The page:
Medicare Part C, also known as Medicare Advantage, operates like private health insurance where the government shifts payment risk to private sector health plans (Medicare Advantage Plans or “MAPs”). Medicare beneficiaries can opt to enroll in a MAP, often at lower out of pocket costs than “traditional” Medicare Parts A and B. Enrollees in MAPs receive the traditional health benefits covered by Medicare Parts A and B, as well as additional benefits such as vision and dental insurance, hearing care, and prescription drug coverage. These additional benefits are structured to make such plans competitively attractive to potential enrollees choosing among MAPs and are not part of the basic coverages required by Medicare. Medicare prospectively pays MAPs a fixed, per-beneficiary amount (akin to a monthly premium) every month. To determine the amount it pays each MAP, Medicare requires MAPs to provide health information about their enrolled beneficiaries. Based on this health information, Medicare evaluates the plan’s actuarial risk, estimates the cost of care for each employee, and then pays the MAP based on that estimation. This process is called “risk adjustment.”
Because Medicare relies on the MAPs to provide accurate beneficiary health information, inaccuracies in a MAP’s reporting can cause overpayments. For example, if a MAP falsely overstates the severity/complexity of its beneficiaries’ health status, Medicare would likely rely on that reporting to adjust the company’s “risk” (i.e., expected healthcare expenditures) upward, resulting in Medicare paying more each month than what the MAP would otherwise be entitled to receive. This is what DOJ alleges Valle Boza did. Valle Boza was the Director of Medicare Risk Adjustment for HealthSun Health Plans, a company that contracted with Medicare to operate MAPs serving South Florida beneficiaries. DOJ alleged Valle Boza caused coders at Pasteur Health, a conglomerate of clinics that provided health care to HealthSun’s MAP beneficiaries, to enter false diagnosis codes into the medical records of HealthSun beneficiaries. Thus, when HealthSun sought payment under Medicare Part C based on its beneficiaries’ medical conditions, HealthSun requested and received higher risk-adjusted payments than what its beneficiaries actually entitled it to—$53 million to be exact. Notably, although pursuing relatively rare criminal charges against Valle Boza, DOJ declined to prosecute HealthSun. In declining to prosecute, DOJ cited HealthSun’s timely and voluntary self-disclosure of the fraud; its cooperation during the investigation; its timely and appropriate remediation, including improvement of its compliance program and internal controls; and, most notably, HealthSun’s agreement to repay the $53 million overpaid by Medicare.
HealthSun’s $53 million repayment illustrates the staggering FCA recoveries that may result from Medicare Part C investigations, due to the magnitude of payments flowing into MAPs, and the importance of having effective compliance programs and internal controls to avoid being implicated in a fraudster’s conduct.
2. COVID-19 Testing
Similarly, the government’s unrestrained reimbursement of clinical laboratories for COVID-19 testing services left the government vulnerable to overpayment as a result of false claims. A primary example of COVID-19-testing fraud is a healthcare provider ordering and a clinical laboratory performing additional, medically unnecessary tests alongside COVID-19 tests. Depending upon how the testing services were configured, the provider or the laboratory then submits a claim for both the COVID-19 test and the additional tests. Allegations of this nature are what VitalAxis, Inc. paid over $300,000 to resolve in June 2023. The government alleged VitalAxis used one physician’s name and another physician’s Medicare billing number to bill the government for respiratory pathogen tests given alongside COVID-19 tests, despite neither physician having ordered the respiratory pathogen tests.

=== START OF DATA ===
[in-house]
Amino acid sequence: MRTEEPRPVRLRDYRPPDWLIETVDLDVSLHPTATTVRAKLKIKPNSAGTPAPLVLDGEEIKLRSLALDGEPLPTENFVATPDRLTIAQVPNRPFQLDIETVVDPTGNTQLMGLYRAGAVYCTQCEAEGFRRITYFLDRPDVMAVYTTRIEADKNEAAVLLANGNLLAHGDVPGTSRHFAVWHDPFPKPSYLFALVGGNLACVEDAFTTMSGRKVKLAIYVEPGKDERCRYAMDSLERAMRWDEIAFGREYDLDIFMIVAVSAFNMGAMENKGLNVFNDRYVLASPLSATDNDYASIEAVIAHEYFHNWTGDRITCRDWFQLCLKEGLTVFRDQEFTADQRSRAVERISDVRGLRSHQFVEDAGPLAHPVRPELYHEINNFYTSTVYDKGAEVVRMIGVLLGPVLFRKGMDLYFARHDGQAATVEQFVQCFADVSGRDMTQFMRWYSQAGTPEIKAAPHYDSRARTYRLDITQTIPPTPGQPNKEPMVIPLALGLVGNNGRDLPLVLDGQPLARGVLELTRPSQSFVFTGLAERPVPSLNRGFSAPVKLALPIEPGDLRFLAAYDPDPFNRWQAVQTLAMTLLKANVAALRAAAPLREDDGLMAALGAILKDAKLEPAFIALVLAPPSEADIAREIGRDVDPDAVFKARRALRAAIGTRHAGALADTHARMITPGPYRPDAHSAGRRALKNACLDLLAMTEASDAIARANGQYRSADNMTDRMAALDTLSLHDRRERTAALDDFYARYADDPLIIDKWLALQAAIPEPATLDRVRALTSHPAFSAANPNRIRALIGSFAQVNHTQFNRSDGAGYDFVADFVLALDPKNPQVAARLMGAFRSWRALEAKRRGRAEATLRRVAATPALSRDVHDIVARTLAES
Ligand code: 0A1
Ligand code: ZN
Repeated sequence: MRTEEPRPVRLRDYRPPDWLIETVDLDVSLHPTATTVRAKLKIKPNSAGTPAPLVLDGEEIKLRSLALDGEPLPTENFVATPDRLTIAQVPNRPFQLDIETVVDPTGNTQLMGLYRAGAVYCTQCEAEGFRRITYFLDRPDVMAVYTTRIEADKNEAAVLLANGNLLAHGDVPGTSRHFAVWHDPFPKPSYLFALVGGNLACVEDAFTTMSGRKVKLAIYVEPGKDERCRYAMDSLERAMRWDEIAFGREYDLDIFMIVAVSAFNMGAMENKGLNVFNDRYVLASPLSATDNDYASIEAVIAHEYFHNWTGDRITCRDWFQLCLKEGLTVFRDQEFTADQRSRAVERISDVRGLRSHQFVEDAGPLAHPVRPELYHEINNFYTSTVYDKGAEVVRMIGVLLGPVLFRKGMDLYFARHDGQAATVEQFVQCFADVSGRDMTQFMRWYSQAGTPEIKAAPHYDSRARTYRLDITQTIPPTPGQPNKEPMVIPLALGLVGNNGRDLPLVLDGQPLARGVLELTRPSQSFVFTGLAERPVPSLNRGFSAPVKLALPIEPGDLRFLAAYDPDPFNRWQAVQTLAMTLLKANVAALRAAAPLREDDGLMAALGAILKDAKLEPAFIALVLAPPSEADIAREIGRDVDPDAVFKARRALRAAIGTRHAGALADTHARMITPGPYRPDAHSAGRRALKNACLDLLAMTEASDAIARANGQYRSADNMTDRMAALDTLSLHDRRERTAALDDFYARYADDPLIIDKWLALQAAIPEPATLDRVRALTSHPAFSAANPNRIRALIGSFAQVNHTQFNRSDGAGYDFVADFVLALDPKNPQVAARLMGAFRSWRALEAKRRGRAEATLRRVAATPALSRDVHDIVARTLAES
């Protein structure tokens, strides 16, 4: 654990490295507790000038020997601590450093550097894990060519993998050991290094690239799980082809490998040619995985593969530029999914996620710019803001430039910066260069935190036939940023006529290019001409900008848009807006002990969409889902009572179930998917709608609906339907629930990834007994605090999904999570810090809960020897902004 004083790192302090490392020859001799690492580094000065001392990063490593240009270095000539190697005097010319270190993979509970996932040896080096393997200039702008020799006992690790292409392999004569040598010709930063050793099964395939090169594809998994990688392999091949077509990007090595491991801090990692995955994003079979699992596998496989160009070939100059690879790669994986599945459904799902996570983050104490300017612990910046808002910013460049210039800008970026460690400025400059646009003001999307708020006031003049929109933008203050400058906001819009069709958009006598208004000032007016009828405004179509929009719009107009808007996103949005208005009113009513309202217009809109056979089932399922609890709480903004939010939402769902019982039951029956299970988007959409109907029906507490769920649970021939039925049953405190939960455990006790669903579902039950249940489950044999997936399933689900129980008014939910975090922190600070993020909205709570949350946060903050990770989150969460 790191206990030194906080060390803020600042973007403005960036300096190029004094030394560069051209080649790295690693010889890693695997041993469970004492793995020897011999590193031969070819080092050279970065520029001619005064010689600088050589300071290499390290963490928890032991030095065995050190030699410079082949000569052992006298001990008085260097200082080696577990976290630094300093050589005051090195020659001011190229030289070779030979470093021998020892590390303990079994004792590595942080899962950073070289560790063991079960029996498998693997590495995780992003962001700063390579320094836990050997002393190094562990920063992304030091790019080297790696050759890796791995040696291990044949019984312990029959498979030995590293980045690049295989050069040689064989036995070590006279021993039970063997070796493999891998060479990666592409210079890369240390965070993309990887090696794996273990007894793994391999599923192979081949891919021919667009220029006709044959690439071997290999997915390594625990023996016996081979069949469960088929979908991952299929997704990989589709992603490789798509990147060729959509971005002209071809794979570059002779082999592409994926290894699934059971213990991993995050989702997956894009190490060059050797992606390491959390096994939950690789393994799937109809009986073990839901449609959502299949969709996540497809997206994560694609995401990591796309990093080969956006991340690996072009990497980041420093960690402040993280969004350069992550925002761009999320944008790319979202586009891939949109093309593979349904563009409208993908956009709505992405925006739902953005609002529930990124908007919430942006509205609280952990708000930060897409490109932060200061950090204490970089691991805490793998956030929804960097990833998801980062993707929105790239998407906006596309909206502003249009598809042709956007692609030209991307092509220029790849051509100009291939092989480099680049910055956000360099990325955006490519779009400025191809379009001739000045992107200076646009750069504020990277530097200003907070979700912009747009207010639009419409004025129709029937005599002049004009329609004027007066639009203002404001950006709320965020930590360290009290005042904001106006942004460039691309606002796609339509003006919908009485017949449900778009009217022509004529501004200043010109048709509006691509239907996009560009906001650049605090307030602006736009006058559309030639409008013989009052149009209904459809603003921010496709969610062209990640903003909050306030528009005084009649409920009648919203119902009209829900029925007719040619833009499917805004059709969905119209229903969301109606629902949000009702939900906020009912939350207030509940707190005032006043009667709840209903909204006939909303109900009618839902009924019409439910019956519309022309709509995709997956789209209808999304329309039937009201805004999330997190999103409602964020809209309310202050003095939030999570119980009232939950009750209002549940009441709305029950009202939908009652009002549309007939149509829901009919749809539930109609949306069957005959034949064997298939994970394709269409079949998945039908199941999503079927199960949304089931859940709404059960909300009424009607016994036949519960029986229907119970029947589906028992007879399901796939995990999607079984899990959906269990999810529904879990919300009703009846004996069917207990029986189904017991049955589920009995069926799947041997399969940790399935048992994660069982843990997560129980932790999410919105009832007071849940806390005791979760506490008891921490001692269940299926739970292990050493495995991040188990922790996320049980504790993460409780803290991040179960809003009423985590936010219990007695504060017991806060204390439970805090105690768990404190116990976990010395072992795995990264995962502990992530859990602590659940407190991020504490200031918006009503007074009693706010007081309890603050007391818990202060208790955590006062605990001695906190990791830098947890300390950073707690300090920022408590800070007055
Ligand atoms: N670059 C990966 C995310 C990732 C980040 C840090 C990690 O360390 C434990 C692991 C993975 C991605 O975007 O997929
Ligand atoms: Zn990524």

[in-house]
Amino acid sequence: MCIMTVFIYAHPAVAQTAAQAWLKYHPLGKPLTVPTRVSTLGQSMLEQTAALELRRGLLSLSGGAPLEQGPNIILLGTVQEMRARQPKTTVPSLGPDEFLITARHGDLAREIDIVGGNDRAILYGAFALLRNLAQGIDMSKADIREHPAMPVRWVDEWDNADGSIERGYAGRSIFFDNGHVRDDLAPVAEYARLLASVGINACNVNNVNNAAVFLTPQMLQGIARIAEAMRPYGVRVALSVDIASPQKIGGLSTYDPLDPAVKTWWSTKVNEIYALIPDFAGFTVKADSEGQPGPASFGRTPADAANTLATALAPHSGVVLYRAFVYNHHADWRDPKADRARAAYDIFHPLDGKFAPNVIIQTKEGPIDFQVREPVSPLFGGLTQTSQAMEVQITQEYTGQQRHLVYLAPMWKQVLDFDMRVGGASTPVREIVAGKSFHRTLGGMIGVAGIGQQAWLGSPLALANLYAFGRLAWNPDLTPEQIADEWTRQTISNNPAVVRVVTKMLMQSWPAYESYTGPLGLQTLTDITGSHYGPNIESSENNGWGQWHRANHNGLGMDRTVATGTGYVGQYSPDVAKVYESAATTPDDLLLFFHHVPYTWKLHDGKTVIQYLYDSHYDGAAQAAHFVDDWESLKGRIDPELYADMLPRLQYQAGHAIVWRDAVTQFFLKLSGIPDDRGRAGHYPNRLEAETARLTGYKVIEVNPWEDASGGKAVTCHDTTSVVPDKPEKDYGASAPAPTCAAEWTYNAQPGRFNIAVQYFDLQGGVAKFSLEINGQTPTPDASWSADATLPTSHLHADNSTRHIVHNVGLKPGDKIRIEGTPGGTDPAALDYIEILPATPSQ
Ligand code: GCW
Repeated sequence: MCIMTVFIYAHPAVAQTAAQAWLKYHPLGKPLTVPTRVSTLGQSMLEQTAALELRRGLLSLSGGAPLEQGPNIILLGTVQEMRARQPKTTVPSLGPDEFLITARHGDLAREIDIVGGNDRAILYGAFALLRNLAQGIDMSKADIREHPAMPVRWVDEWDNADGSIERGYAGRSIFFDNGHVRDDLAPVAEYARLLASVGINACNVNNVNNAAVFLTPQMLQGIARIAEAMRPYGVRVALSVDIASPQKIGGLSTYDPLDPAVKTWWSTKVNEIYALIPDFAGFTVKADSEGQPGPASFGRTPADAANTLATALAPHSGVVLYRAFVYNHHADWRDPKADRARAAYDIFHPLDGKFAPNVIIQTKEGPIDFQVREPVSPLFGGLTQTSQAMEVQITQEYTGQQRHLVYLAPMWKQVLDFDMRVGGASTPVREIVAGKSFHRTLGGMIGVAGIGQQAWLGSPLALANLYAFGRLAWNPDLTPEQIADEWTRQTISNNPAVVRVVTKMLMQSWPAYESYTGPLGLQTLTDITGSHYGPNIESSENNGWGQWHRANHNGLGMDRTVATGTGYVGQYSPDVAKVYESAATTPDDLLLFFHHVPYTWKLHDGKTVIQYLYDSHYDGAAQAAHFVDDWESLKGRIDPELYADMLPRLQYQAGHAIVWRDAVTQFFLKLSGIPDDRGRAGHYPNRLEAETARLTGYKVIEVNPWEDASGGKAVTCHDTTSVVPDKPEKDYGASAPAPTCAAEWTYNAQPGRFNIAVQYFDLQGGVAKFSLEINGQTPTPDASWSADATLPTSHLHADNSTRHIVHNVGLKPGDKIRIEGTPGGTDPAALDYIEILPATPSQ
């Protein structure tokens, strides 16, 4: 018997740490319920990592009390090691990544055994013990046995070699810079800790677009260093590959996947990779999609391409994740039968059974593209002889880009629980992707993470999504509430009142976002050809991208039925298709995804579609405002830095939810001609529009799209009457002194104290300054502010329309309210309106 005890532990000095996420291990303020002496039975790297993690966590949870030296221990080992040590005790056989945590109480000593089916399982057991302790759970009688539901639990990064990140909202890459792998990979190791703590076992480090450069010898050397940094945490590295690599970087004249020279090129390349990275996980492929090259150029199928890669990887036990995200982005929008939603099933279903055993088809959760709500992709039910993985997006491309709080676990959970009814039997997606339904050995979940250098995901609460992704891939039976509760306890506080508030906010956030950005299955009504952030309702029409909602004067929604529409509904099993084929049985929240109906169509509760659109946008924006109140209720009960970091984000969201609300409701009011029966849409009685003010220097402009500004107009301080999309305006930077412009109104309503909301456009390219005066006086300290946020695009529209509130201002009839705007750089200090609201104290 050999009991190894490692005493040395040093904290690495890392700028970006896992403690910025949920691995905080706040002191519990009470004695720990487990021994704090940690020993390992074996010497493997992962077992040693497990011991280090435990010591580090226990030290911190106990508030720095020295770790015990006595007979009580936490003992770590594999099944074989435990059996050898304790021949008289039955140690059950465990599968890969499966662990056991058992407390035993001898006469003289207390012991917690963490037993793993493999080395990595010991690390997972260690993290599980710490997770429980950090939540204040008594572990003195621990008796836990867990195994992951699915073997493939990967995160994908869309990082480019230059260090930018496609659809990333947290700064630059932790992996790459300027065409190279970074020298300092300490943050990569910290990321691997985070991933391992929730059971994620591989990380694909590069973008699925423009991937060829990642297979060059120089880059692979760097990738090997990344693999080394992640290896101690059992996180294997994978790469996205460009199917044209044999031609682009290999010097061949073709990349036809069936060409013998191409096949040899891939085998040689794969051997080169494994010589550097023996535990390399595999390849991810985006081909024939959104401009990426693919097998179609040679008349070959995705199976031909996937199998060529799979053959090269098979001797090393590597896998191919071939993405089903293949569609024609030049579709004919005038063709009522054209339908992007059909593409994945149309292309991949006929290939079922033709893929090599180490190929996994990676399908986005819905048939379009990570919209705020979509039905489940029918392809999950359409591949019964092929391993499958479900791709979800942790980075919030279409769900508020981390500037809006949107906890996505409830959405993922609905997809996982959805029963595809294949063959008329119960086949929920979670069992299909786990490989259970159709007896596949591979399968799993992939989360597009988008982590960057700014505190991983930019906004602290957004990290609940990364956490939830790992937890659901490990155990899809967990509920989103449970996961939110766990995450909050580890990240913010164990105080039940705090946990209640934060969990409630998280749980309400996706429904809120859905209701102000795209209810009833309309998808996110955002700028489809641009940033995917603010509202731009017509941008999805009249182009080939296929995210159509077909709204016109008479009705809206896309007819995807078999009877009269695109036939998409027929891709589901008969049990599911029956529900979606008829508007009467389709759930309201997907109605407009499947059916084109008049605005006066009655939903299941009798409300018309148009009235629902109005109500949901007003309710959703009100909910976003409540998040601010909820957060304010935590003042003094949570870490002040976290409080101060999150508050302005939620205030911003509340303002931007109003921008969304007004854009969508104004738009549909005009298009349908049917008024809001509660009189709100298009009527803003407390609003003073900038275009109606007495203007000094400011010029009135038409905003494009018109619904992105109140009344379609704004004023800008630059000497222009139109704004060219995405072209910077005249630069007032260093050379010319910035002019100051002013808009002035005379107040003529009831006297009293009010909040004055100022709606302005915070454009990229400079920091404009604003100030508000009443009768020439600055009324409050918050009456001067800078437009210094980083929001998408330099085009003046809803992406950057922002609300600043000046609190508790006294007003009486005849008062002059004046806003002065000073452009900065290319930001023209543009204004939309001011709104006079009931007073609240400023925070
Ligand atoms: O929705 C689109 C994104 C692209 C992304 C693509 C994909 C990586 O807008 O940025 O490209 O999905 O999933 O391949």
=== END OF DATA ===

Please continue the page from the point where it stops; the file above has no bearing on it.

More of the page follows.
Another example is a provider double-billing for the COVID-19 tests it offers, receiving reimbursement from both a local or state government and the federal government. United Memorial Medical Center LLC paid $2 million to settle allegations of this nature in December 2023. Yet another variant of health care fraud linked to COVID-19 testing was the outright fabrication of test results, which led to a $26.5 million settlement by Sameday Health in Venice, California in 2022.
In sum, although healthcare has been a hotspot for DOJ investigations prompted by FCA whistleblower actions over the past few years, healthcare companies should be prepared to deal with increased federal investigative activity in 2024, particularly MAPs that receive payments under Medicare Part C or labs that received reimbursement related to COVID-19 testing. Such companies should ensure their compliance programs are adequately staffed, trained, and empowered to combat fraud. Compliance programs that receive internal reports of potentially fraudulent claims must act with haste through competent legal counsel to investigate and, if necessary, self-disclose problematic claims to head off potential whistleblower actions. And they should, again with the advice of counsel, revisit their corporate compliance and ethics policies to confirm the policies are up to date and facilitate the broadest protection possible.
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Hunton Andrews Kurth’s lawyers have years of experience in assisting clients in instances of self-disclosure and negotiating settlements to mitigate risks of whistleblower actions, and are thus equipped to assist clients in reviewing their compliance policies, defending against FCA investigations, and negotiating with federal and state enforcement agencies.